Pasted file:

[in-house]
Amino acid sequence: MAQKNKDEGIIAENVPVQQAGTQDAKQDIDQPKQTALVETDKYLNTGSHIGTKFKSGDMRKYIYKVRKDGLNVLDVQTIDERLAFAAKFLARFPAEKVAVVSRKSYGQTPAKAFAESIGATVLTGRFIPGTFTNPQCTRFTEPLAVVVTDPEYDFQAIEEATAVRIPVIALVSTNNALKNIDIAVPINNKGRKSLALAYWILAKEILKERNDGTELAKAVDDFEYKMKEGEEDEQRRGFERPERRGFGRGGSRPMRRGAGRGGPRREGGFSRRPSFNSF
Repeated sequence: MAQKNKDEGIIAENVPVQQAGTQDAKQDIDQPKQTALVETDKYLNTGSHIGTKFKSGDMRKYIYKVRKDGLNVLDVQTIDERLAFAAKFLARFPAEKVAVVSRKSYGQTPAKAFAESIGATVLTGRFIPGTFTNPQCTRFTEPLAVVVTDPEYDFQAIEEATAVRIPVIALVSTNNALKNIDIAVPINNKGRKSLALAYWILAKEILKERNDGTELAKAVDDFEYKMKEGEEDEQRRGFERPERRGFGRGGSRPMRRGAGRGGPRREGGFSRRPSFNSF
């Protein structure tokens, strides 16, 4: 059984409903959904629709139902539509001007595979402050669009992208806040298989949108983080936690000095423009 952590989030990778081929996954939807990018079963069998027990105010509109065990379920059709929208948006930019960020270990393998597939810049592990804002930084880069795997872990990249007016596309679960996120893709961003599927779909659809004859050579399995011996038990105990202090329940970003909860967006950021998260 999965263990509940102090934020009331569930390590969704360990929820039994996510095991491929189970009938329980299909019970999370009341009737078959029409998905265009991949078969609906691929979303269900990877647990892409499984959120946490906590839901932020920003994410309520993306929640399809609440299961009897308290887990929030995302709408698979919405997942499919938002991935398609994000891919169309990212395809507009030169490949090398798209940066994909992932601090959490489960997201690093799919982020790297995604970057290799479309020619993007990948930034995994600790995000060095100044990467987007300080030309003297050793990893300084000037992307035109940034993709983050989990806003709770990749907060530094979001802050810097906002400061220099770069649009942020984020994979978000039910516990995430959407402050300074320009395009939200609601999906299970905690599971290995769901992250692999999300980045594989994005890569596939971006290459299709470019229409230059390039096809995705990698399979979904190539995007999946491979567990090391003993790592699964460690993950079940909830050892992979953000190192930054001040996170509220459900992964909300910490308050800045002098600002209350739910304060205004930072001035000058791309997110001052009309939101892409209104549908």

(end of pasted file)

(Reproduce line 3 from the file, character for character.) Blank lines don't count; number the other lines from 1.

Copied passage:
Repeated sequence: MAQKNKDEGIIAENVPVQQAGTQDAKQDIDQPKQTALVETDKYLNTGSHIGTKFKSGDMRKYIYKVRKDGLNVLDVQTIDERLAFAAKFLARFPAEKVAVVSRKSYGQTPAKAFAESIGATVLTGRFIPGTFTNPQCTRFTEPLAVVVTDPEYDFQAIEEATAVRIPVIALVSTNNALKNIDIAVPINNKGRKSLALAYWILAKEILKERNDGTELAKAVDDFEYKMKEGEEDEQRRGFERPERRGFGRGGSRPMRRGAGRGGPRREGGFSRRPSFNSF